Technology and medicine continue to collide with a new app that was just cleared by the Food and Drug Administration (FDA). It is called Mobile MIM and it can turn an iPhone or an iPad into a handy diagnostic instrument. It allows practitioners to view CT scans, MRIs, and other technologies when they are away from their work stations. It can also aid physicians by allowing them to review scans with patients.
“The app comes in two versions: Mobile MIM, for physicans, and VueMe, for patients. Both are free, though MIM Software charges on a pay-as-you-go basis for storing uploaded scans on its servers, and for letting people view them.” These charges are very inexpensive. It costs $1 to upload images even if the scan has several parts. It also costs $1 for the doctor to send the images to the patient or along to another physician for a second opinion. The cost becomes $2 when this is done on an iPad instead of an iPhone.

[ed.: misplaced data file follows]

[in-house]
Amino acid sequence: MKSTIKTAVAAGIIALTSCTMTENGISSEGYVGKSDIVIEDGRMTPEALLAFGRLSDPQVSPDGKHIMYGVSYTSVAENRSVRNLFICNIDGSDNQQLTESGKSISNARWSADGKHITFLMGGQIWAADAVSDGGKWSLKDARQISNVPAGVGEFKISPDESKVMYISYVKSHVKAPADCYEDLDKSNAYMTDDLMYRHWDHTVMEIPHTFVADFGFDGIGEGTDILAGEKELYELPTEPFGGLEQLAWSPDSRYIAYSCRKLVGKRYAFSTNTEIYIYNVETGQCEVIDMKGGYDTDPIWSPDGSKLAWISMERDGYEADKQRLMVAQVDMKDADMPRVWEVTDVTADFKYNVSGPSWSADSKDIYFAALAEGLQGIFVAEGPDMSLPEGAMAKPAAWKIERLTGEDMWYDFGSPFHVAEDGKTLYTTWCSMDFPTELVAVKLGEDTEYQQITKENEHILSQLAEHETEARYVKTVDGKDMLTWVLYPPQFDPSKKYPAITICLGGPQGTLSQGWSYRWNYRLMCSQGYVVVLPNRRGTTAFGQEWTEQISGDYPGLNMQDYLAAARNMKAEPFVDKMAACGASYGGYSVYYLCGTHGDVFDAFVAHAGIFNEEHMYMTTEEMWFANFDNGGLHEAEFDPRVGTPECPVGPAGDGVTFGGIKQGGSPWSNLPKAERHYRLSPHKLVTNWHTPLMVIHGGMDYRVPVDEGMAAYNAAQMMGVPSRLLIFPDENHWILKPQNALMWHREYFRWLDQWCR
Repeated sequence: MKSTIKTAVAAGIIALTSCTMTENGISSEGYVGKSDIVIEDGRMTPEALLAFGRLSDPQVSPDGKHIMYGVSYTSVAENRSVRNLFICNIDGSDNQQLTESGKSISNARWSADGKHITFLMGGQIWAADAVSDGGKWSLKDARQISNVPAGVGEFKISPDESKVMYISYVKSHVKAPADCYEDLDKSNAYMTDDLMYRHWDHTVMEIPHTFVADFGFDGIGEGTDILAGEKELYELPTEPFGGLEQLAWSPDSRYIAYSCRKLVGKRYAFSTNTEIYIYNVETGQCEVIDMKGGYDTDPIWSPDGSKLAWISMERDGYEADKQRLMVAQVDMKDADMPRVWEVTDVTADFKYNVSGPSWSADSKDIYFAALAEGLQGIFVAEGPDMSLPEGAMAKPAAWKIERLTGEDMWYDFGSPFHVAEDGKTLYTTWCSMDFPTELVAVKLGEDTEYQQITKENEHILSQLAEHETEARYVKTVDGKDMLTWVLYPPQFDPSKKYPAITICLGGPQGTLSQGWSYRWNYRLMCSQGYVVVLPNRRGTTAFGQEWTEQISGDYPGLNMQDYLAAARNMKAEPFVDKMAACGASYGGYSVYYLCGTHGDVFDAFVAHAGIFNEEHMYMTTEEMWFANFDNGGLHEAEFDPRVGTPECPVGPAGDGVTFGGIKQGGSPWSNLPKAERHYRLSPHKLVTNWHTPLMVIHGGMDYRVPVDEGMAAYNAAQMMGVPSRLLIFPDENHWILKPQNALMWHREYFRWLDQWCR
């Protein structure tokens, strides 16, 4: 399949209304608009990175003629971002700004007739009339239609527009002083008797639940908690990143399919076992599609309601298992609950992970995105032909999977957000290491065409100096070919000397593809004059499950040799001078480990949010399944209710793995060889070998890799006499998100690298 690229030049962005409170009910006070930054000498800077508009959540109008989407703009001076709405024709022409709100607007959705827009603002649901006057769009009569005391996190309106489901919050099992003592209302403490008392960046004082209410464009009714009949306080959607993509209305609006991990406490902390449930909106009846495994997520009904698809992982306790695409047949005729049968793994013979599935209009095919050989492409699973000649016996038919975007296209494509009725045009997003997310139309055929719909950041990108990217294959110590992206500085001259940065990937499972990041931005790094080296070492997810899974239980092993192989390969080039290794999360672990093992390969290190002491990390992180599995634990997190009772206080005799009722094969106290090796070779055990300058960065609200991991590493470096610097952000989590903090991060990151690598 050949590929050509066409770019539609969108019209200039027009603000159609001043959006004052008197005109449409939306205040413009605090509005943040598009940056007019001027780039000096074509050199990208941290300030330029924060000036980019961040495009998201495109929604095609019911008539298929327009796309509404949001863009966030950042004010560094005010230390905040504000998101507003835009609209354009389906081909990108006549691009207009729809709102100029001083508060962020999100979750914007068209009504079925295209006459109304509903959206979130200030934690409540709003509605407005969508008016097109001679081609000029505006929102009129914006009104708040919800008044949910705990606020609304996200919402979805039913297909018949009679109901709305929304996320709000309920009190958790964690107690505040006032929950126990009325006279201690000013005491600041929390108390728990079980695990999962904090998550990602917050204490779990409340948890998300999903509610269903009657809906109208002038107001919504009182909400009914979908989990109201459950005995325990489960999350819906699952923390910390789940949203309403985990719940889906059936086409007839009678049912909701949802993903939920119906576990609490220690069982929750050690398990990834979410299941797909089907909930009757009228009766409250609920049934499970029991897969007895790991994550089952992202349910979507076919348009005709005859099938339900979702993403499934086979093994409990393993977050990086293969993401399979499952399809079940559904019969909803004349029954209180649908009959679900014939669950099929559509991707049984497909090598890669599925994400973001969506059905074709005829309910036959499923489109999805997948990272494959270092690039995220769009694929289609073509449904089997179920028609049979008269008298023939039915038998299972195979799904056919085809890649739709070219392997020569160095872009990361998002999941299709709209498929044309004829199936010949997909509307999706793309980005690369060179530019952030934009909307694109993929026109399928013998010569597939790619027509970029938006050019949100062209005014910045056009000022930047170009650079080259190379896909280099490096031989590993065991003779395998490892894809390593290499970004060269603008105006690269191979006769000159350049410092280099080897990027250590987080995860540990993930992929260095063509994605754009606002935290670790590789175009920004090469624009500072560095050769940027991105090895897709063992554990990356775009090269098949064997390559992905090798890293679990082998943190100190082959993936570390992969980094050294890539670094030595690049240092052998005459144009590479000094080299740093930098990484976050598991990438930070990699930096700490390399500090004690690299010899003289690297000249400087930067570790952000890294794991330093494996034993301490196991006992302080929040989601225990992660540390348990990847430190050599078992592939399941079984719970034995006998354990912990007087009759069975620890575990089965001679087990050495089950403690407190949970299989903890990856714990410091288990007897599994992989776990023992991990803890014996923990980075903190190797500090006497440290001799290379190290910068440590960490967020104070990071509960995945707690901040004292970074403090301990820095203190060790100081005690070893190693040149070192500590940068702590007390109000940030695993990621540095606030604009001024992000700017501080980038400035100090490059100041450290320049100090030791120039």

An initial problem that was encountered was that of lighting. Doctors usually read scans and x-rays in rooms with low lighting. They had to combat the problem using the mobile device in areas where the brightness may be greater. To do this, they included an automatic test for poor lighting. It involves the user taping a small rectangle that appears faint on the screen. If it can’t be seen and thus touched, then the light is too bright for optimal use.
This is a convenient and practical application for mobile devices and diagnostic tools. We really can have the whole world in our hands.